TEEN DREAM by beach house

by Sean

Pitchfork: 9.0          Rolling Stone: 3.5/5          Metacritic: 82          Spin: 4/5

 

Released: January 2010
Tracklisting:
  1. Zebra [LISTEN]

  2. Silver Soul
  3. Norway
  4. Walk in the Park
  5. Used to Be
  6. Lover of Mine
  7. Better Times
  8. 10 Mile Stereo
  9. Real Love
  10. Take Care

   Are you ready for the next album to be crowned a top 10 album of the year before we even count down the new year? Like Animal Collective and Grizzly Bear in latter ’08, the leak of Beach House’s Teen Dream is garnering incredible praise well before its intended release year has started, but after several listens it is hard to deny the possibility that this may very well be one of my favorite albums of “2010” just as Animal Collective and Grizzly Bear ended up being premature favorites of 2009.

   Born and raised in (and/or near) Baltimore, I may be slightly biased heading into hearing the newest from an acclaimed Baltimore band, but to be honest I was not a huge fan of Beach House until listening to Teen Dream. I was impressed, but not incredibly so, after seeing them open for Grizzly Bear in Philadelphia. I enjoyed, but didn’t love, their first two records. And really, what could be so exciting about a duo featuring a guy and girl with most songs favoring heavy keyboard instrumentation? Apparently, a lot more than I expected, because I can not get enough of this album.

   The opener, “Zebra” opens with a single guitar followed by harmonized “Ahhh’s” and a continuous thumping bass. As Victoria Legrand’s vocals kick in, along with the full drum kit, to the chorus, you can tell that Beach House has not abandoned the ambience they have become known for, but have added a constant sense of melody that will keep you coming back to every song Teen Dream has to offer.

   The first single, “Norway”, proves just how powerful Beach House can be with just a few instruments and a single word, “Norway”, as the chorus. The next song, “Walk in the Park”, may be one of the catchiest (if you can call a Beach House song catchy) that I have heard from this band. The piano rhythm recalls that of Grizzly Bear’s “Two Weeks”, which Legrand lent backing vocals to. She sings, “In a matter of time/It would slip from my mind/In and out of my life”, each line followed by effect-laden tremolo guitar picking. Continuing the desolation theme of past albums, Legrand lets go of a past lover, or friend, in impressive fashion.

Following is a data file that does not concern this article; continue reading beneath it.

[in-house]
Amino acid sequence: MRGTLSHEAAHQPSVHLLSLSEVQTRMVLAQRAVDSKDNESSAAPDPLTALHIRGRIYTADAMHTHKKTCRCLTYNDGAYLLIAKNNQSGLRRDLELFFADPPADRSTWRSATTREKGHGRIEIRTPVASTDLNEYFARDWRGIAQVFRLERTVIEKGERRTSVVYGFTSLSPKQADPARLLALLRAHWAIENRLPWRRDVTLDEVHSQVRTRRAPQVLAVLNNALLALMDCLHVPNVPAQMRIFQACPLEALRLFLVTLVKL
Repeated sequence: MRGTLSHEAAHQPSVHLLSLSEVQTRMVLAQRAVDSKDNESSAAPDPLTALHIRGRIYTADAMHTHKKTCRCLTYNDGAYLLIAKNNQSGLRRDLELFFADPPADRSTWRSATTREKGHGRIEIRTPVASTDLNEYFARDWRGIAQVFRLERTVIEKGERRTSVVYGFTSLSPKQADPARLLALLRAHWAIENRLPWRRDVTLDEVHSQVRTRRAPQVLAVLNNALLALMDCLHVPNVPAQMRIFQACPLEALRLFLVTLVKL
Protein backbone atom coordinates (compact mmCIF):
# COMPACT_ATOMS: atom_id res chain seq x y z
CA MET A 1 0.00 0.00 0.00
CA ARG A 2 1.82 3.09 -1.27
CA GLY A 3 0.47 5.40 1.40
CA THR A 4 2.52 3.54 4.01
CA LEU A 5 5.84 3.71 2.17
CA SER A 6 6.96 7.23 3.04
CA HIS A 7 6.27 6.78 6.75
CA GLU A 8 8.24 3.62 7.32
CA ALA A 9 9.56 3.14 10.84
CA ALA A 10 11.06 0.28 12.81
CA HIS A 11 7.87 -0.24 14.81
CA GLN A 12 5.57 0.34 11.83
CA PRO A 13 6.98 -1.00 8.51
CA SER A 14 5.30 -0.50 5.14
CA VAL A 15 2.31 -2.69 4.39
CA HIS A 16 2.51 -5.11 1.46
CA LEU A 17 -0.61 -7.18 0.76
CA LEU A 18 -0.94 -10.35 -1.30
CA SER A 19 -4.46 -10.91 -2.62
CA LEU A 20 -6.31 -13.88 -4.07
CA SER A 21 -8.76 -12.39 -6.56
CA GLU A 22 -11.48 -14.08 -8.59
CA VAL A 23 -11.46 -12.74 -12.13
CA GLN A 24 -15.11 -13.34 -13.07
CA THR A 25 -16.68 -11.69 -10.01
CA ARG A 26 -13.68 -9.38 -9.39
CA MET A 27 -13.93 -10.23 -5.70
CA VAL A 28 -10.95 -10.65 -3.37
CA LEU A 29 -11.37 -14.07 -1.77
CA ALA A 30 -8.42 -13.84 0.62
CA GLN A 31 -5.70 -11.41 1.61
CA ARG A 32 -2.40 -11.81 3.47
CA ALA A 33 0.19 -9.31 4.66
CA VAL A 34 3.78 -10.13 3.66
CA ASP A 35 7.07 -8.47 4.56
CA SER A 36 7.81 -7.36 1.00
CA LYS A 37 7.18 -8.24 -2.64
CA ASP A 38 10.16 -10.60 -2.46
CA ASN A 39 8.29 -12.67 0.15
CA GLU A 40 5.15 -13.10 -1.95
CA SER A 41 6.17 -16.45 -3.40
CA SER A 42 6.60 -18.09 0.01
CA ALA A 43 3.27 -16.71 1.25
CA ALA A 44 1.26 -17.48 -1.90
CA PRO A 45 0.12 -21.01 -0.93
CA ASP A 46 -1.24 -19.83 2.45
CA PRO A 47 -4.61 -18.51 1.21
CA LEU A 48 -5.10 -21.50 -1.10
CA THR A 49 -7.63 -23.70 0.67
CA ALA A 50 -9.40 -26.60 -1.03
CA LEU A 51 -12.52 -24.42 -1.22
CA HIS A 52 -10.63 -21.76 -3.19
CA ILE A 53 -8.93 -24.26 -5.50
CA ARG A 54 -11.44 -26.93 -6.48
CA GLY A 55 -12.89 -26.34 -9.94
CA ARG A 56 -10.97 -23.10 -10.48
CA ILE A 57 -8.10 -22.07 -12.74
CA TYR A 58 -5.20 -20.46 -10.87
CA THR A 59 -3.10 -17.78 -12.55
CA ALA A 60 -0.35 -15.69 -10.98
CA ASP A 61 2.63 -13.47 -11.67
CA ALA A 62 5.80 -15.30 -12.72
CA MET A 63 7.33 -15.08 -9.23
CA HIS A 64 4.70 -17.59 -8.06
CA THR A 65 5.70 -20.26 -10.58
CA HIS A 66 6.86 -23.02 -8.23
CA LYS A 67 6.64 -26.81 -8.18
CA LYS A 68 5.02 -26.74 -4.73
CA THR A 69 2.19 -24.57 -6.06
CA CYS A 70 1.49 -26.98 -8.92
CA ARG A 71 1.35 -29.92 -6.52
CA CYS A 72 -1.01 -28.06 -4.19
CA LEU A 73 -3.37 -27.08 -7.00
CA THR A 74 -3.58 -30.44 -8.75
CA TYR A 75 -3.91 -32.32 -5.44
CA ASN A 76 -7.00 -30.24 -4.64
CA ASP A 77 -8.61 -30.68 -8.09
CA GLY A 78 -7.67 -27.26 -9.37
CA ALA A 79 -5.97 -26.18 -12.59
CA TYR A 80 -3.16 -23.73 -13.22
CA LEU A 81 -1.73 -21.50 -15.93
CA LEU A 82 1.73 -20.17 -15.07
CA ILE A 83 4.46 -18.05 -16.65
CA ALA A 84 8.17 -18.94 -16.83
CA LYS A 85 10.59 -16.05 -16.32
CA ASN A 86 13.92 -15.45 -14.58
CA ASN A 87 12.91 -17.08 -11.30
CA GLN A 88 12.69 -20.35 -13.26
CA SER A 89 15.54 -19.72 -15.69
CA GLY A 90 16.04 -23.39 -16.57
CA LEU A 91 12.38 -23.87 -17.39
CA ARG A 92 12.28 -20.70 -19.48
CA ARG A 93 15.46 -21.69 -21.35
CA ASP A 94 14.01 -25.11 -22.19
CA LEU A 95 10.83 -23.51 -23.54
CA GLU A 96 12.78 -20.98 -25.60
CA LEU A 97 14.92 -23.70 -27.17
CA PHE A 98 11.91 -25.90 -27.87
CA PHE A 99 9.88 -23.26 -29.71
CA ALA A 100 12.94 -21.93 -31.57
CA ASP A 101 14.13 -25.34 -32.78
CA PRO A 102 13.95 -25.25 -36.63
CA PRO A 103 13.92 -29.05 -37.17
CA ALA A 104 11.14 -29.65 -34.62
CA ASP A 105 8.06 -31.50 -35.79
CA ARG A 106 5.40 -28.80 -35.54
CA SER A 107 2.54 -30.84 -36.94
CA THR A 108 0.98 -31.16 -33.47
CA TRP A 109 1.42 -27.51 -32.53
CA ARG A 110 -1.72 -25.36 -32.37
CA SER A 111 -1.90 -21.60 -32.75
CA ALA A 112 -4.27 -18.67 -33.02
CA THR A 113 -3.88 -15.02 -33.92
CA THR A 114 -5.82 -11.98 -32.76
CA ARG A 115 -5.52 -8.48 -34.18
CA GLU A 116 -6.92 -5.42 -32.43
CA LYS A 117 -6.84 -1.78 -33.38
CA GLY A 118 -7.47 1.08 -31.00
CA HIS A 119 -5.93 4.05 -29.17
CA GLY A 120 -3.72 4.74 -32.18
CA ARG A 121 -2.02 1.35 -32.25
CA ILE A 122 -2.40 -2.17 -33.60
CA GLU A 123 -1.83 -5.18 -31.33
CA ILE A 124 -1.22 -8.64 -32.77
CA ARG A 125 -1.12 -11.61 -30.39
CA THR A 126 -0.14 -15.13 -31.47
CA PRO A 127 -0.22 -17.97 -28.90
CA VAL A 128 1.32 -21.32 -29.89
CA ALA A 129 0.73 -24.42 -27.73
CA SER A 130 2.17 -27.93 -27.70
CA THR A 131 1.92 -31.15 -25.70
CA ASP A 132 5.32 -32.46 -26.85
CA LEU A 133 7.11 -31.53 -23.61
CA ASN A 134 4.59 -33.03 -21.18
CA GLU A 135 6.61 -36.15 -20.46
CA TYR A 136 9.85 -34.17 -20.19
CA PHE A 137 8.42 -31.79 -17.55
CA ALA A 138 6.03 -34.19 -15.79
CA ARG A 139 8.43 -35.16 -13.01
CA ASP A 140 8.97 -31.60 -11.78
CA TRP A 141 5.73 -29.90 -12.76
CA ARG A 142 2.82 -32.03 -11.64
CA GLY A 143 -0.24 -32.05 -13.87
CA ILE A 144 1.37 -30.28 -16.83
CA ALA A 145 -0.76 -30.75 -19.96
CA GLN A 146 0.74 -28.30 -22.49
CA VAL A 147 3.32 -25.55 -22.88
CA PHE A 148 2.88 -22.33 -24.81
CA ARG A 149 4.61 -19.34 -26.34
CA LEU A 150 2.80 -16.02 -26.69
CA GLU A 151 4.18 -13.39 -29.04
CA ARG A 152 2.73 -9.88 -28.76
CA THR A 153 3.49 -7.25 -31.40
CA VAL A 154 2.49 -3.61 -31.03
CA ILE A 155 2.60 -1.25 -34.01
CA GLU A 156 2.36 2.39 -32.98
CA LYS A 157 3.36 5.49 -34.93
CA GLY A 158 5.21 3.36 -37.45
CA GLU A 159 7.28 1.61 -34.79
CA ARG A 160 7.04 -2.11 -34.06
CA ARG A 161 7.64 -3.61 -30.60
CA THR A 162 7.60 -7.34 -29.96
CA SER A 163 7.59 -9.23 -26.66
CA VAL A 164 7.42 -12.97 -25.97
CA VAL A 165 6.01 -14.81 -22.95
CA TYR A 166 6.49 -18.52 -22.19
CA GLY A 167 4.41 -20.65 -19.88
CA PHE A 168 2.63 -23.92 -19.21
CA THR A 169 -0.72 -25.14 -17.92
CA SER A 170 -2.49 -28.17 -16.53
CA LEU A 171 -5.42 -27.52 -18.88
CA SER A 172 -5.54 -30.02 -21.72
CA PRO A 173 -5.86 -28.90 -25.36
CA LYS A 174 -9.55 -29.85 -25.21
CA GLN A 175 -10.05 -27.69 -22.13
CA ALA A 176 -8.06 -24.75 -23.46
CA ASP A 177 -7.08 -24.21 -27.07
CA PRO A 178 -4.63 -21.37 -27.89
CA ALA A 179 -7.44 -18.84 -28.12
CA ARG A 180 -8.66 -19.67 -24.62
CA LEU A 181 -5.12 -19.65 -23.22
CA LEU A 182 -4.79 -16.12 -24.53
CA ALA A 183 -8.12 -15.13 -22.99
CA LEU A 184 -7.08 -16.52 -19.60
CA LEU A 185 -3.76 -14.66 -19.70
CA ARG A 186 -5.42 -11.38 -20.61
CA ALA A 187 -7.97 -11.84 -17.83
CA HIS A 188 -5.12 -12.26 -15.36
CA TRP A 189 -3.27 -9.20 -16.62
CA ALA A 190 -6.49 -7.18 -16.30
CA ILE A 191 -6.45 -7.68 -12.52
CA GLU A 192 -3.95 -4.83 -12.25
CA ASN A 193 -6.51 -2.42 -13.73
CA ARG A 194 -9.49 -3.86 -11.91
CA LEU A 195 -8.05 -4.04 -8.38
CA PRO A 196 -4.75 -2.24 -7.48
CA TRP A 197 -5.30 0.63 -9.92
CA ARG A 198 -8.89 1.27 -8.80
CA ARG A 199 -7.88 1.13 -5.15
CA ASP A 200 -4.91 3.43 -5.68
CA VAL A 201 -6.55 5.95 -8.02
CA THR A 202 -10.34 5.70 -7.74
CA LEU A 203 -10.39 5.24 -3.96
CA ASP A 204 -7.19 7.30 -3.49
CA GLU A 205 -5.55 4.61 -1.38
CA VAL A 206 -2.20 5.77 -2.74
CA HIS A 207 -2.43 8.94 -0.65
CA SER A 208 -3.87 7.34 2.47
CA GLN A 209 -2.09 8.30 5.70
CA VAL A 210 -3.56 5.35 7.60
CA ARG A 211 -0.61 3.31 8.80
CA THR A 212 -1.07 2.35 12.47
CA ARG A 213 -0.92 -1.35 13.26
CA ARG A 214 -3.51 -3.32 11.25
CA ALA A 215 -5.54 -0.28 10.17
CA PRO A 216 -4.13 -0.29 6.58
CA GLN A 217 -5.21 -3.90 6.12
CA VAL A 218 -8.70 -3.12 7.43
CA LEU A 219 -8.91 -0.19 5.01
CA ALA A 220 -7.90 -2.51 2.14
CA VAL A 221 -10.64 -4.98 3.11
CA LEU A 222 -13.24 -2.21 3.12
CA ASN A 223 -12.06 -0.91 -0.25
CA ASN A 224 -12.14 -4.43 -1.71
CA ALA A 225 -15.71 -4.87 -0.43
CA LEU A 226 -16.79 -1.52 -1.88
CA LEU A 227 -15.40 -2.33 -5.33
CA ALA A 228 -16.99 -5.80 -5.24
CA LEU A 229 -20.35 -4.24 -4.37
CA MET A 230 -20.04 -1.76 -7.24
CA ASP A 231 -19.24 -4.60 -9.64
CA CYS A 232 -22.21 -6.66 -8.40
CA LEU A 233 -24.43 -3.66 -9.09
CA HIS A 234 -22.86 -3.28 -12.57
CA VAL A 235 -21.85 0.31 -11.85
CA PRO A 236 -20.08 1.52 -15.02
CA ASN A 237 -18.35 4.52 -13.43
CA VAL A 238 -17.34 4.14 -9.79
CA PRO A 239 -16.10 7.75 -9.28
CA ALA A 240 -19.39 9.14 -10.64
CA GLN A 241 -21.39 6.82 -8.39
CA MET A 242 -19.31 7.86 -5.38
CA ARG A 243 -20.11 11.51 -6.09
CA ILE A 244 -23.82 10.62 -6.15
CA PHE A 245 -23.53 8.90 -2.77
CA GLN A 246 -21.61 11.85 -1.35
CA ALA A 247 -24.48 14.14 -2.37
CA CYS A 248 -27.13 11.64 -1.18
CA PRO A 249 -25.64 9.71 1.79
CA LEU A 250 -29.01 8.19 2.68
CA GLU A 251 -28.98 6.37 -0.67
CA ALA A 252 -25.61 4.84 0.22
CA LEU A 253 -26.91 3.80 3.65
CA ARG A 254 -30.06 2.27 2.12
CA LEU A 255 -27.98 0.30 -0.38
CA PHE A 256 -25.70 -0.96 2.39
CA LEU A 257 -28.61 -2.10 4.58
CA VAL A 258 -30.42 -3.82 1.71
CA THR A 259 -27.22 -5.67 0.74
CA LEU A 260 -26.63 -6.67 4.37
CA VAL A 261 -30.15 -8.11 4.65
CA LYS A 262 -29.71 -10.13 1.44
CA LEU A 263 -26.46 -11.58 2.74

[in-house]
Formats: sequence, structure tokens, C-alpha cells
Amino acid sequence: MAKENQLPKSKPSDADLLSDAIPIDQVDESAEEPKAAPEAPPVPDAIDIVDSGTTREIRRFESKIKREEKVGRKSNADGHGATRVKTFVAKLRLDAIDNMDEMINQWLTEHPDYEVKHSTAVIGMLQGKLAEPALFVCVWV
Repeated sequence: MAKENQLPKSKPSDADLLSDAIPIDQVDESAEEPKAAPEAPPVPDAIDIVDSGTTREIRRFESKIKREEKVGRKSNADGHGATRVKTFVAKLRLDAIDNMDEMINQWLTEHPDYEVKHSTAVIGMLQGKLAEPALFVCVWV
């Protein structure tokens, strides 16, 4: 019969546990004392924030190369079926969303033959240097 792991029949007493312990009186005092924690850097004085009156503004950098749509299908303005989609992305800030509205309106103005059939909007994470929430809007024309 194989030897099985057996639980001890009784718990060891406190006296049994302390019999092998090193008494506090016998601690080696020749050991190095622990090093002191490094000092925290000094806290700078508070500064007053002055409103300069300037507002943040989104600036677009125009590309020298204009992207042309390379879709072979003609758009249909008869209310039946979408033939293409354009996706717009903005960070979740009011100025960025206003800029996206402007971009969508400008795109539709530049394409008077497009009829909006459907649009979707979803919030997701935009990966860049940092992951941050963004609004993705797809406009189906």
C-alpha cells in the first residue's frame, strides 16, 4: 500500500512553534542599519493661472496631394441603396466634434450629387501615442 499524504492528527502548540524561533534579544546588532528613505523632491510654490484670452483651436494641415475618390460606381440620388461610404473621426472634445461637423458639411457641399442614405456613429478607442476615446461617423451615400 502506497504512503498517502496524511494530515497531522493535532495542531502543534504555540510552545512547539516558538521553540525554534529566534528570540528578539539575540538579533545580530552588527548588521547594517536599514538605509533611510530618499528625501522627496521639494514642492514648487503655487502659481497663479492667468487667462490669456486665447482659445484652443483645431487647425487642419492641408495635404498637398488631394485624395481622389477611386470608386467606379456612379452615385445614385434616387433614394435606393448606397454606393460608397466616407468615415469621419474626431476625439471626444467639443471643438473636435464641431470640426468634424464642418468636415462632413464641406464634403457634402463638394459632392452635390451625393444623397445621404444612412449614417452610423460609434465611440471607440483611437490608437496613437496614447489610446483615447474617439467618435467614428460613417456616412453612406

You know an album is a great complete piece of work when you can listen straight through without leaving any songs behind, and I have now heard Teen Dream over 15 times without ever feeling the need to skip a single tune.  Beach House basically keep the same formula throughout the album as they have in their first two, but they have done so almost to perfection this time around. They haven’t tried to thoroughly expand their sound, but have simply honed in on the craft they have chosen. Being a huge fan of live music, and having seen Beach House (in an opening slot) before, I’m not sure I would recommend dropping a huge lump of cash if you’re looking for an exciting live show, but as far as records go, Teen Dream far surpassed my expectations of this band.

   It may be a little early to start predicting the best albums of 2010, but I am excited to see how people react to the next big thing to come out of Baltimore. It feels great to live in a city that can be seen as more than just a dramatic yet depressing setting for one of the best television shows of all time (The Wire), the murder capital of the world, or home to one of the most pathetic baseball teams of the new millennium. I have Animal Collective, Dan Deacon, and now, Beach House, to give me hope for a future of inspiring music to come out of my hometown.